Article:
Ultimately, we have to set pricing based on our unique business costs, the value we provide, and who our ideal customers are. However, most companies set their pricing based on external signals because there is some effort required to master the art of pricing. You must start by understanding your costs at a deep level. What does it cost you just to be in business each day? Then you must clearly define your unique value proposition. What makes you different from the competition up the street or a better choice than the neighbor Cricut mom. And finally, you need to be clear on why your ideal customers buy from you. What problem do you solve for them?

The key to successful pricing lies in aligning with the perceived value your product or service holds for your ideal customer. It’s essential to understand why customers choose you. Is it for the quality, uniqueness, or some other reason? Your pricing should reflect this perceived value, not just the cost of production. Remember, customers don’t just buy a product; they buy the experience, the brand, and the solution it provides.

To elevate the perceived value, consider strategies like product bundling, which simplifies purchasing decisions for customers, or implementing direct pricing without hidden fees to build trust. Remember, small changes in presentation can significantly impact customer perception. For instance, referring to a fee as “small” can reduce the psychological burden of additional costs.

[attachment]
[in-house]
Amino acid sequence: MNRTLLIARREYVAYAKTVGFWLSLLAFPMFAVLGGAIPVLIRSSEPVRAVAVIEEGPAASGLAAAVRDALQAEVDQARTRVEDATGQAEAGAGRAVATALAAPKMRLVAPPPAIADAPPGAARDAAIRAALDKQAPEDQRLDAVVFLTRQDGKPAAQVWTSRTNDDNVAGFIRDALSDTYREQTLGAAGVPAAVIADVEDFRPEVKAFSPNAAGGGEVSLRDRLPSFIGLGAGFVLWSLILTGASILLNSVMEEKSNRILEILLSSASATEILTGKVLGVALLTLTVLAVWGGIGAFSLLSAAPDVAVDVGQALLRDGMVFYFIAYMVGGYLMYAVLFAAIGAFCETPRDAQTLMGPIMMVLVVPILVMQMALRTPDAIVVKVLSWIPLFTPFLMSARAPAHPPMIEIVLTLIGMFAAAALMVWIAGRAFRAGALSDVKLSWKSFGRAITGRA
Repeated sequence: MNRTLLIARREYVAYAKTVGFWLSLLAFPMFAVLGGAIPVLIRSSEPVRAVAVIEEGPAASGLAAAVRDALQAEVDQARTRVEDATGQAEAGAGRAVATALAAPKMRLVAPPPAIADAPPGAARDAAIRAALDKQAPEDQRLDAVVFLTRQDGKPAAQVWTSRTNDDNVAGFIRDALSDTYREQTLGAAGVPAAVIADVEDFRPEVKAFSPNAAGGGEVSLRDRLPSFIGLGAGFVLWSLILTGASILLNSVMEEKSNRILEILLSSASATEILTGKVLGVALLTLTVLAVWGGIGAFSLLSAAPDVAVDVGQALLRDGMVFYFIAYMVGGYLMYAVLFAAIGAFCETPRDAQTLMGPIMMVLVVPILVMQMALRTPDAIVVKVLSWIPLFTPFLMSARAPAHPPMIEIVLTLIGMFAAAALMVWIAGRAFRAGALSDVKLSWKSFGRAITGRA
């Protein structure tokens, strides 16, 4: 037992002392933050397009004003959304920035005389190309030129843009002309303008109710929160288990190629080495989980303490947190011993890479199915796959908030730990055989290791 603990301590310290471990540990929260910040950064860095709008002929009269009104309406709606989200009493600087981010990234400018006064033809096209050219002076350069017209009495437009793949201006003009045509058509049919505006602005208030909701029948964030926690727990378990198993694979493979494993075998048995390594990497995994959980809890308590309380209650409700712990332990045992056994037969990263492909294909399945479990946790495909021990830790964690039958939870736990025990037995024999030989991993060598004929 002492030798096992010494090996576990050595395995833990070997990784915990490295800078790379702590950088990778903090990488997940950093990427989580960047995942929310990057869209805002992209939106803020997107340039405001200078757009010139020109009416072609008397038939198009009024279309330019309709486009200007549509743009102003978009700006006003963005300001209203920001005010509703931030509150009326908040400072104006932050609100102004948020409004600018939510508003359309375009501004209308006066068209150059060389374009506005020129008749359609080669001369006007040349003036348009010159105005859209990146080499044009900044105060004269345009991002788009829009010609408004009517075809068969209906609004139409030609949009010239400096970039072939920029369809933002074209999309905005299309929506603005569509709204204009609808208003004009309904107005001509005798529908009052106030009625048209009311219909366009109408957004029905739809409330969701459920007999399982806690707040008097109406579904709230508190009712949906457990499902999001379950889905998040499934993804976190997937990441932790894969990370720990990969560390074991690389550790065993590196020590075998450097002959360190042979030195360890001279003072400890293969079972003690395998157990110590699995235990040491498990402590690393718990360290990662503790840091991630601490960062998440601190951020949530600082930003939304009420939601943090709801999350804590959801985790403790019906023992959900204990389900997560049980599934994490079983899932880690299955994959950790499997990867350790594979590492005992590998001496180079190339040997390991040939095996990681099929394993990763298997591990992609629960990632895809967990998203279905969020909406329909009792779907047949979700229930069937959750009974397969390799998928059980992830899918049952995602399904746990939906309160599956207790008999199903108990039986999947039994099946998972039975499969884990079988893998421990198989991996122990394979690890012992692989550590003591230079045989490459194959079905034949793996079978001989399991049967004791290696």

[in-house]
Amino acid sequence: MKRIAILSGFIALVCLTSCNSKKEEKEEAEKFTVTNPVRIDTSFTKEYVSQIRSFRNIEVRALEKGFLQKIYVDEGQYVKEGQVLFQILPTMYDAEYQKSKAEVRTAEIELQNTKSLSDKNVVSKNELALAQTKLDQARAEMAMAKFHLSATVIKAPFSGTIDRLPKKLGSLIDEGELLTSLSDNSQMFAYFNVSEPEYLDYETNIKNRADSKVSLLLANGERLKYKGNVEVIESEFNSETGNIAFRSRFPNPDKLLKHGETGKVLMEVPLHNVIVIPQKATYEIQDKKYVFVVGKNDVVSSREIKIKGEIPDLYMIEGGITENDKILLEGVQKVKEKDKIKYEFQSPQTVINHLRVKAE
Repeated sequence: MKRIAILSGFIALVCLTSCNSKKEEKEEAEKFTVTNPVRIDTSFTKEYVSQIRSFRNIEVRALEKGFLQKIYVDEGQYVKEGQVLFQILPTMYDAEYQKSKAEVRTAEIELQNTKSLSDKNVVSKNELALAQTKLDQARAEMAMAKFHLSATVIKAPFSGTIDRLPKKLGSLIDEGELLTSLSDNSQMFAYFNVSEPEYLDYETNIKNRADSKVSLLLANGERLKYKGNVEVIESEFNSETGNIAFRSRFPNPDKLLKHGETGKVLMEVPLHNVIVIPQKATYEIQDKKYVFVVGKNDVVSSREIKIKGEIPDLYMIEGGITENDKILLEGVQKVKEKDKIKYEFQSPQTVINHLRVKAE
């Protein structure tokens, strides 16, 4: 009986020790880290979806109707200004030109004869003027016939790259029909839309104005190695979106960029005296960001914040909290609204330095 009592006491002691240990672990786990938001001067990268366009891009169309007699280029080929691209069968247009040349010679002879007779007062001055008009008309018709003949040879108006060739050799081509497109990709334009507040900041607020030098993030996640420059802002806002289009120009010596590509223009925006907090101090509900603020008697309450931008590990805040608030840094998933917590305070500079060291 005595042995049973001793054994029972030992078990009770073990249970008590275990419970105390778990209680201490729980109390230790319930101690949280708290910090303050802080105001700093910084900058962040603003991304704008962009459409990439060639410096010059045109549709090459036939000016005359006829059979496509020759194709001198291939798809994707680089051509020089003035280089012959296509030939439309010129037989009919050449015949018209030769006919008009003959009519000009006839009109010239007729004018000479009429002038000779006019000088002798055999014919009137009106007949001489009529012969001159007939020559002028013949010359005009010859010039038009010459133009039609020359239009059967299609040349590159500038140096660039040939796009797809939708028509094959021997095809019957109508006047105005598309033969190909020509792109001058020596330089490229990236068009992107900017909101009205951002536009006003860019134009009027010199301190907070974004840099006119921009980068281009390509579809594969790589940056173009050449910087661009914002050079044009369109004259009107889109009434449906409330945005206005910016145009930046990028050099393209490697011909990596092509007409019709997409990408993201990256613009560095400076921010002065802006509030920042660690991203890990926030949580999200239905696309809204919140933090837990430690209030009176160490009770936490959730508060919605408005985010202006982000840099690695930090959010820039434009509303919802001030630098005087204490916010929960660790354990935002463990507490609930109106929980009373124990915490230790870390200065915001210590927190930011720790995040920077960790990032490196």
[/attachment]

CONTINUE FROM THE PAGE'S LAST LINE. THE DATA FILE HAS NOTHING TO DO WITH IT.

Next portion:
It’s time for a paradigm shift in how we approach pricing. Rather than engaging in a race to the bottom by undercutting competitors, focus on understanding your costs and setting prices that ensure profitability based on your unique business. As I said, there is effort required, but once you have a firm understanding of your costs, your unique value proposition, and why your customers buy from you, pricing becomes an art form.

In fact, for many businesses that build this foundation, pricing becomes more of an afterthought. Their customers love doing business with them so much that they ask for the product or service and then ask how much.

Rethinking your pricing strategy is not just a yearly exercise but a continuous process that requires understanding your business’s unique value and customers’ perceived value. I challenge you to evaluate at a deeper level why your customers buy from you and then you can update your prices. Then you will be ready to price solely based on the value your ideal customers are happy to exchange, and it is a value your bottom line is delighted to receive to make it grow. Your ideal customer and your business are unique to you only! GP

Aaron Montgomery

Aaron Montgomery

Our Success Group

Aaron Montgomery is certified by New York Times best-selling author Jack Canfield as a Success Principles Trainer and has nearly 30 years of experience providing essential support to small businesses. His company, Our Success Group, assists with setting and reaching goals, creating a solid business plan, knowing their numbers for a better pricing strategy, and establishing a customer-focused approach while devising a targeted marketing strategy. He is the author of the business foundation book ‘The FUNdamentals of Business Success.’ He is the Co-Founder of a facilitated 6-month Mastermind collective called Radical Goal-Getters. You can also find him hosting a weekly show called Small Business Saturdays and co-hosting the 2 Regular Guys Podcast.